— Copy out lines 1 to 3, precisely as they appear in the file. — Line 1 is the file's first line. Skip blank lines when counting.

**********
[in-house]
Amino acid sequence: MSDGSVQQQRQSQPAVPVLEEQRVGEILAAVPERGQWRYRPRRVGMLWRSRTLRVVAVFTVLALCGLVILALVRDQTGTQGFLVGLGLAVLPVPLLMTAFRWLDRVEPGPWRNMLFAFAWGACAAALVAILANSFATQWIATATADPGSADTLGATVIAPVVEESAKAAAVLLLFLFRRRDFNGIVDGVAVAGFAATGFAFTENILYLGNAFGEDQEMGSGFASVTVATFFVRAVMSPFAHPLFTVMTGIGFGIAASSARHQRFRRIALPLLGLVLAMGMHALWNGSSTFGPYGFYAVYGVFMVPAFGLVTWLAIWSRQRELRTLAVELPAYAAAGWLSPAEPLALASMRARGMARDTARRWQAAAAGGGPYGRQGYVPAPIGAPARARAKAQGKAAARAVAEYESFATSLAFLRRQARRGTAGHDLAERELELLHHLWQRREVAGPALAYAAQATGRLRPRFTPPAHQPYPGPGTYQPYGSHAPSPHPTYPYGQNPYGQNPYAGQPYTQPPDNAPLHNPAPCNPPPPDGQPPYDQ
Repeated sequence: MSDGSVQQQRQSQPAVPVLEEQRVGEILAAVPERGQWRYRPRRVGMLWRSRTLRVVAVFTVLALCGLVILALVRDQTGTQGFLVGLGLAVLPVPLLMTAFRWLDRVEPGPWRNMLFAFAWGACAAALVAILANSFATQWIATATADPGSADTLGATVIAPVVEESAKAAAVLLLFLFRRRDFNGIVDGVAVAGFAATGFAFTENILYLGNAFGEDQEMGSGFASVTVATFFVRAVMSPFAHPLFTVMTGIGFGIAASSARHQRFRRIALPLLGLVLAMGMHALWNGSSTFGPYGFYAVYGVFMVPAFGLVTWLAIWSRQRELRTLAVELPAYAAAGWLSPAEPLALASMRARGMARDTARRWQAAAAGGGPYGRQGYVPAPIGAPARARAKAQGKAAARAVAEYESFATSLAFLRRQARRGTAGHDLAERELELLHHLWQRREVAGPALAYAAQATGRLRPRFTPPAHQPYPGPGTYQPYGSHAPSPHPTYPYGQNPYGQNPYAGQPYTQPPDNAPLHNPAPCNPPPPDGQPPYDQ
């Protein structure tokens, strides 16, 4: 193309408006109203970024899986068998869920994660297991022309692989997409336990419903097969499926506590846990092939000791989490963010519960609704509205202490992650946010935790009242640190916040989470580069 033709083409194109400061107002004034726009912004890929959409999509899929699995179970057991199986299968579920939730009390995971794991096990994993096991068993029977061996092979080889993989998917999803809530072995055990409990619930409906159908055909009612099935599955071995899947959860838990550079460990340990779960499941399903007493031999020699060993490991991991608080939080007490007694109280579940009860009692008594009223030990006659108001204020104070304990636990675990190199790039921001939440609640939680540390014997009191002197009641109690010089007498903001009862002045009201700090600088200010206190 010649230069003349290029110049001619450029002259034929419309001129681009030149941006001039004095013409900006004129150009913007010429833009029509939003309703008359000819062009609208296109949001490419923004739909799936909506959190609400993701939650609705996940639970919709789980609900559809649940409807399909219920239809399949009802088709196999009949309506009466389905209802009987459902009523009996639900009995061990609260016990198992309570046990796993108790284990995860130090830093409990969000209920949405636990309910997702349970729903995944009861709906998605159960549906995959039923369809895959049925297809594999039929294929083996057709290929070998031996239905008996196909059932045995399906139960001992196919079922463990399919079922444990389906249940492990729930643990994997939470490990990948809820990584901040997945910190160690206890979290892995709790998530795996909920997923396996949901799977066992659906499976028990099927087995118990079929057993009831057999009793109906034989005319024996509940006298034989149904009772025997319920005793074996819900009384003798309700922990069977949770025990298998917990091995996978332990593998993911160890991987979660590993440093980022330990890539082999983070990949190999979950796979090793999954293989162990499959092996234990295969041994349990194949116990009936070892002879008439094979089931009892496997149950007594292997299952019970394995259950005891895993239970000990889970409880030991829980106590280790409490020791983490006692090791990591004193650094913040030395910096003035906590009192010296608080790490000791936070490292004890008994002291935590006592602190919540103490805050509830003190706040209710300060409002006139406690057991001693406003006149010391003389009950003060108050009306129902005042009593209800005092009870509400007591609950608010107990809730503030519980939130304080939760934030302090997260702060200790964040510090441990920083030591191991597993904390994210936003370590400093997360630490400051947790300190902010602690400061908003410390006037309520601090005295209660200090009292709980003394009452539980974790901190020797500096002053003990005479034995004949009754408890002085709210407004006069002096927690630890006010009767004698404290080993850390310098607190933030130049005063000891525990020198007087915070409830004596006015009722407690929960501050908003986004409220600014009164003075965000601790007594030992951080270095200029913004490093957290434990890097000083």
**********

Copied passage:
[in-house]
Amino acid sequence: MSDGSVQQQRQSQPAVPVLEEQRVGEILAAVPERGQWRYRPRRVGMLWRSRTLRVVAVFTVLALCGLVILALVRDQTGTQGFLVGLGLAVLPVPLLMTAFRWLDRVEPGPWRNMLFAFAWGACAAALVAILANSFATQWIATATADPGSADTLGATVIAPVVEESAKAAAVLLLFLFRRRDFNGIVDGVAVAGFAATGFAFTENILYLGNAFGEDQEMGSGFASVTVATFFVRAVMSPFAHPLFTVMTGIGFGIAASSARHQRFRRIALPLLGLVLAMGMHALWNGSSTFGPYGFYAVYGVFMVPAFGLVTWLAIWSRQRELRTLAVELPAYAAAGWLSPAEPLALASMRARGMARDTARRWQAAAAGGGPYGRQGYVPAPIGAPARARAKAQGKAAARAVAEYESFATSLAFLRRQARRGTAGHDLAERELELLHHLWQRREVAGPALAYAAQATGRLRPRFTPPAHQPYPGPGTYQPYGSHAPSPHPTYPYGQNPYGQNPYAGQPYTQPPDNAPLHNPAPCNPPPPDGQPPYDQ
Repeated sequence: MSDGSVQQQRQSQPAVPVLEEQRVGEILAAVPERGQWRYRPRRVGMLWRSRTLRVVAVFTVLALCGLVILALVRDQTGTQGFLVGLGLAVLPVPLLMTAFRWLDRVEPGPWRNMLFAFAWGACAAALVAILANSFATQWIATATADPGSADTLGATVIAPVVEESAKAAAVLLLFLFRRRDFNGIVDGVAVAGFAATGFAFTENILYLGNAFGEDQEMGSGFASVTVATFFVRAVMSPFAHPLFTVMTGIGFGIAASSARHQRFRRIALPLLGLVLAMGMHALWNGSSTFGPYGFYAVYGVFMVPAFGLVTWLAIWSRQRELRTLAVELPAYAAAGWLSPAEPLALASMRARGMARDTARRWQAAAAGGGPYGRQGYVPAPIGAPARARAKAQGKAAARAVAEYESFATSLAFLRRQARRGTAGHDLAERELELLHHLWQRREVAGPALAYAAQATGRLRPRFTPPAHQPYPGPGTYQPYGSHAPSPHPTYPYGQNPYGQNPYAGQPYTQPPDNAPLHNPAPCNPPPPDGQPPYDQ